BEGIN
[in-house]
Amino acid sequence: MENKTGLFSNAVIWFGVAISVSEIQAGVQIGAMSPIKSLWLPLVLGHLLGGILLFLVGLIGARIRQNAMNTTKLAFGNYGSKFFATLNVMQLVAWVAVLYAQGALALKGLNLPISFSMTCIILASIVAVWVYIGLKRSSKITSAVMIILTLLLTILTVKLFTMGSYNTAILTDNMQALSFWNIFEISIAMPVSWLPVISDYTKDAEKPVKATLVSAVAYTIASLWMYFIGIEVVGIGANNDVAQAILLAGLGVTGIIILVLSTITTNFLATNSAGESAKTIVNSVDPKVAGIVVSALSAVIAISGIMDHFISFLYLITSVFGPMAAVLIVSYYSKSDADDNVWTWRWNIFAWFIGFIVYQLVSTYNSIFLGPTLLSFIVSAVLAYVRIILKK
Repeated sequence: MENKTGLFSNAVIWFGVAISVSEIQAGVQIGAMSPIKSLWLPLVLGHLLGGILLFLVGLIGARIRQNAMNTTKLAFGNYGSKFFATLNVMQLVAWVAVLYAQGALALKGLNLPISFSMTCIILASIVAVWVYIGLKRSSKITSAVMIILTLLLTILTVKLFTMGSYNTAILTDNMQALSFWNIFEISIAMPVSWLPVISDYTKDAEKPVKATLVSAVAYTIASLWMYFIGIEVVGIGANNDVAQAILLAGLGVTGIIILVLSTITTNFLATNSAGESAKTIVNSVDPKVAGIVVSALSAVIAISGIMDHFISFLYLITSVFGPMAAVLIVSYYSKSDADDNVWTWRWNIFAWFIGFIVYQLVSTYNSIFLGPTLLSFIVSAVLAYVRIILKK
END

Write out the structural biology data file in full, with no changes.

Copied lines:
[in-house]
Amino acid sequence: MENKTGLFSNAVIWFGVAISVSEIQAGVQIGAMSPIKSLWLPLVLGHLLGGILLFLVGLIGARIRQNAMNTTKLAFGNYGSKFFATLNVMQLVAWVAVLYAQGALALKGLNLPISFSMTCIILASIVAVWVYIGLKRSSKITSAVMIILTLLLTILTVKLFTMGSYNTAILTDNMQALSFWNIFEISIAMPVSWLPVISDYTKDAEKPVKATLVSAVAYTIASLWMYFIGIEVVGIGANNDVAQAILLAGLGVTGIIILVLSTITTNFLATNSAGESAKTIVNSVDPKVAGIVVSALSAVIAISGIMDHFISFLYLITSVFGPMAAVLIVSYYSKSDADDNVWTWRWNIFAWFIGFIVYQLVSTYNSIFLGPTLLSFIVSAVLAYVRIILKK
Repeated sequence: MENKTGLFSNAVIWFGVAISVSEIQAGVQIGAMSPIKSLWLPLVLGHLLGGILLFLVGLIGARIRQNAMNTTKLAFGNYGSKFFATLNVMQLVAWVAVLYAQGALALKGLNLPISFSMTCIILASIVAVWVYIGLKRSSKITSAVMIILTLLLTILTVKLFTMGSYNTAILTDNMQALSFWNIFEISIAMPVSWLPVISDYTKDAEKPVKATLVSAVAYTIASLWMYFIGIEVVGIGANNDVAQAILLAGLGVTGIIILVLSTITTNFLATNSAGESAKTIVNSVDPKVAGIVVSALSAVIAISGIMDHFISFLYLITSVFGPMAAVLIVSYYSKSDADDNVWTWRWNIFAWFIGFIVYQLVSTYNSIFLGPTLLSFIVSAVLAYVRIILKK